Lawsuit includes allegations of serious errors and misconduct by City officials
Published : Tuesday, September 3, 2019 | 4:21 PM
Tuesday, a finalist who won a coveted commercial cannabis permit to operate in the City of Pasadena filed a federal lawsuit against the City, alleging Pasadena officials had botched the process, violated their own regulations and harmed the appellant, The Atrium Group LLC.
Atrium Group lawyers filed the lawsuit in federal District Court. It names the City of Pasadena, City Manager Steven Mermell, Planning Director David Reyes, and other parties as defendants and alleges that serious errors and official misconduct took place during the recent ranking of 122 screening applications that were received by the City, which resulted in Harvest of Pasadena, LLC being wrongfully named as one of only six companies entitled to apply for a cannabis retail permit.
Atrium said in the suit it has been left with no recourse other than to seek a remedy in a court of law. In addition to an award of monetary damages, Atrium is also asking the court to order the City of Pasadena to stop processing Harvest’s permit application and to disqualify the company from further consideration.
See a copy of the lawsuit filed today in U.S. District Court against the City of Pasadena by marijuana retailer The Atrium Group, LLC
Atrium alleges that Pasadena’s City Manager and Planning Director failed to disqualify Harvest even after they knew its application was replete with material omissions and false information.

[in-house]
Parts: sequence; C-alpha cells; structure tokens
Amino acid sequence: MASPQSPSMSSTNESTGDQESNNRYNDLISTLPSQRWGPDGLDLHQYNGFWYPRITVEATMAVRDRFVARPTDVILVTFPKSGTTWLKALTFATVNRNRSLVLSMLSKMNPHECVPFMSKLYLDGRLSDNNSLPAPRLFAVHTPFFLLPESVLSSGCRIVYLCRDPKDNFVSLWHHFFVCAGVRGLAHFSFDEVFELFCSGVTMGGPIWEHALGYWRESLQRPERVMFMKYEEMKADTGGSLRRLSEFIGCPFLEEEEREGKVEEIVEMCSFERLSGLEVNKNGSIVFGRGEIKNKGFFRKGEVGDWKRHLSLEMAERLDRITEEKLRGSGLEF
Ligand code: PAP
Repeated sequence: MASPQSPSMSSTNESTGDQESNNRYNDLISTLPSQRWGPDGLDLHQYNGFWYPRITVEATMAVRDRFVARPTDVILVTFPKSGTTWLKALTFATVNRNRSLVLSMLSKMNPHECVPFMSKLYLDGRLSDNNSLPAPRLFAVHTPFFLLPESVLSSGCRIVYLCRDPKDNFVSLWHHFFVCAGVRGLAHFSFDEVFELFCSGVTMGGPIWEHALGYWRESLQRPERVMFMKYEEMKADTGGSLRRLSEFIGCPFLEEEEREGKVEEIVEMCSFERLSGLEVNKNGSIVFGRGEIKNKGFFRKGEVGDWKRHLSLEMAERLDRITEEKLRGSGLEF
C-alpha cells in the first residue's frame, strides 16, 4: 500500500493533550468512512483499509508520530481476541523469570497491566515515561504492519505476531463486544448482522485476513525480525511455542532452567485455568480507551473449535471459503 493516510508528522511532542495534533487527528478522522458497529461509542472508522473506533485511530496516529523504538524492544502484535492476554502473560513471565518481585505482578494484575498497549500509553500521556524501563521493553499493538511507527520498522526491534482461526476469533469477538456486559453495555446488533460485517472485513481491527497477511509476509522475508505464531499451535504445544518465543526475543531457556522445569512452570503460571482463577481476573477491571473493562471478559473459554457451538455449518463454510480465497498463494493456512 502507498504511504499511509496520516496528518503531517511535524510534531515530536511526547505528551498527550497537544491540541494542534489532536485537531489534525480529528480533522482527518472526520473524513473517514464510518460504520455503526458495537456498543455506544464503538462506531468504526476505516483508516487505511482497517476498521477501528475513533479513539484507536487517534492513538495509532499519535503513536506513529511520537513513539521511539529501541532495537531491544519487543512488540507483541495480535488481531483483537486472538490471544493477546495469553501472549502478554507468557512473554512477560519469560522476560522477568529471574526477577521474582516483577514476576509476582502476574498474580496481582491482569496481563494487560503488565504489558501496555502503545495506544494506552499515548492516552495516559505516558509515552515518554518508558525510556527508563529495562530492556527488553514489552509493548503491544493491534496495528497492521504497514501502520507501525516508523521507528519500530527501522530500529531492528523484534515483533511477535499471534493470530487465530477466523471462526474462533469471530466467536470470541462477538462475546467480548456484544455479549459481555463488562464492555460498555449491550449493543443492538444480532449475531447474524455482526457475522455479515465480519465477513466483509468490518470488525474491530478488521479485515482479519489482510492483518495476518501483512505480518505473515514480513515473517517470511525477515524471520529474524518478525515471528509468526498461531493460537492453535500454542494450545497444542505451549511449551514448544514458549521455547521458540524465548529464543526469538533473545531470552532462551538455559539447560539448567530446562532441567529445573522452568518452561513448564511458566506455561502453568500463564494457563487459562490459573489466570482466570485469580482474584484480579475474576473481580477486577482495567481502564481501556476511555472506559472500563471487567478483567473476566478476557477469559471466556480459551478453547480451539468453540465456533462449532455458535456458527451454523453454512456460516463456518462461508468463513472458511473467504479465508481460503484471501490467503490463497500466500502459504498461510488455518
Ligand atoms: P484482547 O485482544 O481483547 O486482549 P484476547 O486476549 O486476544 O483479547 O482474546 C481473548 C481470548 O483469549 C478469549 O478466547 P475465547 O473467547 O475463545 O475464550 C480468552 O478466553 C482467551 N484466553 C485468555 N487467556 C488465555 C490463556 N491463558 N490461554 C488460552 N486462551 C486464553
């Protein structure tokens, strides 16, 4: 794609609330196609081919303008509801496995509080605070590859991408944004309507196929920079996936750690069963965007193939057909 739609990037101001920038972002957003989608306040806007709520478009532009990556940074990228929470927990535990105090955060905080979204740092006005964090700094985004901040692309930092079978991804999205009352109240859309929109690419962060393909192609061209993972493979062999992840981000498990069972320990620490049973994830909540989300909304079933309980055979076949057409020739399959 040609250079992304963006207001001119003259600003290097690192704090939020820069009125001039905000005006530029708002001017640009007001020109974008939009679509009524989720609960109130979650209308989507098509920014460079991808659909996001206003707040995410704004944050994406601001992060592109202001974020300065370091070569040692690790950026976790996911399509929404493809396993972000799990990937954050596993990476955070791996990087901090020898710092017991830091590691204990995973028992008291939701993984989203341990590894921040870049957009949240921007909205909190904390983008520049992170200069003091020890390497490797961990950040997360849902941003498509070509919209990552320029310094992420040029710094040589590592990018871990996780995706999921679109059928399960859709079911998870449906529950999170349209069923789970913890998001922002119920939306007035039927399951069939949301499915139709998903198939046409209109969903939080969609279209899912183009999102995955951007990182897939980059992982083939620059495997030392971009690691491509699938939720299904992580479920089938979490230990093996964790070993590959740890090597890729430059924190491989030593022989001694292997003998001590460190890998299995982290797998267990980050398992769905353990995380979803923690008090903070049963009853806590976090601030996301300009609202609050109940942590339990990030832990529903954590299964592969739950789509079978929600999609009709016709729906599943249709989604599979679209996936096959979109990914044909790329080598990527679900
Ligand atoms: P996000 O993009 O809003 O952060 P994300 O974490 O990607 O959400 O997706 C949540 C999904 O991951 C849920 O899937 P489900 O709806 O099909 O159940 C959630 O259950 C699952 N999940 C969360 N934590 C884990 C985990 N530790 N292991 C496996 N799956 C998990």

Although Atrium was ultimately selected as one of the top six applicants, its ability to open a cannabis store in Pasadena has been effectively blocked due to the illegitimate participation of Harvest in the permitting process, according to the suit.
A Pasadena spokesperson acknowledged the lawsuit.
“We can confirm that late this afternoon we were served with a lawsuit filed by The Atrium Group,” said City Press Information Officer Lisa Derderian. “We have no comment on the lawsuit at this time.”
Chris Berman, Chief Operating Officer of Atrium Group, however, did comment on his company’s position towards City officials in a statement released Tuesday afternoon.
“By allowing this one company to evade the rules, the City failed to protect the integrity of a process that Pasadena voters intended to be both competitive and fair— where the rules promised there would be no favorites and where every applicant was to be held accountable to the rules established by the City.”
Berman went on to add: “Unfortunately, as a result of the clear bias that the City Manager and Planning Director have shown towards Harvest, Pasadena’s very first cannabis permitting program has been corrupted and cannot be saved until Harvest is judged by the very same rules that the City demanded 121 other applicants to meet.”